Michael Medved: I'm--I'm find myself, much more sympathetic to Judge Bork. Ah, because all you need to look at is the Academy Awards. And, which is of course the signature event of popular culture, where we anoint the best of the best. And--and you take a look at Gladiator and American Beauty, the two most recent Oscar winners for best picture. If this is indeed what the industry itself believes to be representative of the--the greatest contribution you can make to our civilization--look Gladiator was many things and had great special effects and some really very impressive and bloody and horrific fight scenes, but I think that anyone who suggests that this is an ornament to western culture that is going to live forever is--is sadly deluded.

Peter Robinson: What about John's point that it's simply so big and such a confusing picture that it's impossible to describe an overall downward trajectory?

Michael Medved: John--John's right of course that--that it is incredibly various and--and right now you could say there is more material for all kinds of niche markets as--as well as the general impact popular culture. However, I--I think that what you are dealing with is sort of a--someone, ah, ah, with a yo-yo, uh, that goes up and down, but walking down the stairs. I believe that Judge Bork is correct, that the overall trend is negative.

Peter Robinson: Both of you have devoted a large portion of your careers to being professional movie critics. So let's start with--with Hollywood. In fact we can stick with Hollywood primarily if--if we want to. Um, religion, in your book you write about Hollywood's antipathy toward religion, and you write, I'm quoting you now Michael, I'd like you to explain this quotation, "Santa Claus is more sacred to the entertainment industry than Jesus."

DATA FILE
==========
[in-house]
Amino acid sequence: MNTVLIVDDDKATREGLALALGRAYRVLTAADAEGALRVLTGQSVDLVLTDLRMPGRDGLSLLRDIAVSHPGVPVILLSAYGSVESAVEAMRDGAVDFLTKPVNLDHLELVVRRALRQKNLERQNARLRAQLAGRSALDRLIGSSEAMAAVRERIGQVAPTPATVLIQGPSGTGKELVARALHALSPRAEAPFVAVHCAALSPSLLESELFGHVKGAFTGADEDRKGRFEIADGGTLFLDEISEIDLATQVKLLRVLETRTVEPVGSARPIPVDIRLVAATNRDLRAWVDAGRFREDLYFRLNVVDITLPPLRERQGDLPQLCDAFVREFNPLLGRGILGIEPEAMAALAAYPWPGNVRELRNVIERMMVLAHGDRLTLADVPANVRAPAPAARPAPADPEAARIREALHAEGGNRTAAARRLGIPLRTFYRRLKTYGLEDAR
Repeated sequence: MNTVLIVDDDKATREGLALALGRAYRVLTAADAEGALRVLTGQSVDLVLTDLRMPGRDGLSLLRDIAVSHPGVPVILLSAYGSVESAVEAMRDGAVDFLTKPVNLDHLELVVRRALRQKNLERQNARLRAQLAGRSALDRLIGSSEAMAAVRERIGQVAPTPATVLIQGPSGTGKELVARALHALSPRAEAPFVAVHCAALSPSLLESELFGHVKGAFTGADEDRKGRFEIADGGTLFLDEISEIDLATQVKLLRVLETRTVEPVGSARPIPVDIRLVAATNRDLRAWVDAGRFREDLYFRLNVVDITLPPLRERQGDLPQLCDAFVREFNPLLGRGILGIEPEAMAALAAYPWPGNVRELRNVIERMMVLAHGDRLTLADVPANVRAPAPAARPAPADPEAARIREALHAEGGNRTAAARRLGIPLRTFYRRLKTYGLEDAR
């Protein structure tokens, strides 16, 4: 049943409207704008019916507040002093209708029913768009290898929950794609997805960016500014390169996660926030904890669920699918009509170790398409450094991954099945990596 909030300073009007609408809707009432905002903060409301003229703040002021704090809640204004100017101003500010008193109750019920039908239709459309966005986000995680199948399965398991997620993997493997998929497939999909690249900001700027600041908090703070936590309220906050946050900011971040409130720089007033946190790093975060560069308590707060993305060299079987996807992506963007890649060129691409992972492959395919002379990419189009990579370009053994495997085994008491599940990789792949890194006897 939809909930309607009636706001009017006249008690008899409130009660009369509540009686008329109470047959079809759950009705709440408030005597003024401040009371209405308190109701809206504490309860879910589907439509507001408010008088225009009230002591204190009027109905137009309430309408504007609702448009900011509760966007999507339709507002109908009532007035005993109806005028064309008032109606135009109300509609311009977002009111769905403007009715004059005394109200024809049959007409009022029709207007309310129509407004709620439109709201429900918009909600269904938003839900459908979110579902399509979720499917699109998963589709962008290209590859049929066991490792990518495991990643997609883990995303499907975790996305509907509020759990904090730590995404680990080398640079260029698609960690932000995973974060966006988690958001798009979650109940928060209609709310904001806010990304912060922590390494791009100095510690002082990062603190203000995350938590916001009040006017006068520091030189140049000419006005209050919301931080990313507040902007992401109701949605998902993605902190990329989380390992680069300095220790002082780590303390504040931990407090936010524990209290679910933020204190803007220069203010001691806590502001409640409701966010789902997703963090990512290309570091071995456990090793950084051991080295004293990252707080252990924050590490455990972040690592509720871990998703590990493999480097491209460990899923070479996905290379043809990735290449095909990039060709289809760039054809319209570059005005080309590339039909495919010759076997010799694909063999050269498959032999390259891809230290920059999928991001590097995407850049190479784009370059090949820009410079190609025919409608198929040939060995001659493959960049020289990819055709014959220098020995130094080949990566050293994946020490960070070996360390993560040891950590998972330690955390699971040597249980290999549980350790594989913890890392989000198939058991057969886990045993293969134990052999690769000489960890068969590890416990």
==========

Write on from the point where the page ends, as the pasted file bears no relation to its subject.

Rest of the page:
Michael Medved: Yes, um, partially because there was, ah, ah, more, ah, defense in the entertainment industry of attacks on Jesus Christ. And--and some outright attacks, like Last Temptation of Christ, which, des--despite, uh, the industry sort of rallying around it, went way beyond the Kazantzakis' novel in its efforts to offend Christian sensibilities. That was defended. When they had another film called Silent Night, Deadly Night about a killer Santa Claus, no one defended that.

Peter Robinson: Right. So they circled off the First Amendment wagons and said we're allowed to say anything we want to about Christ.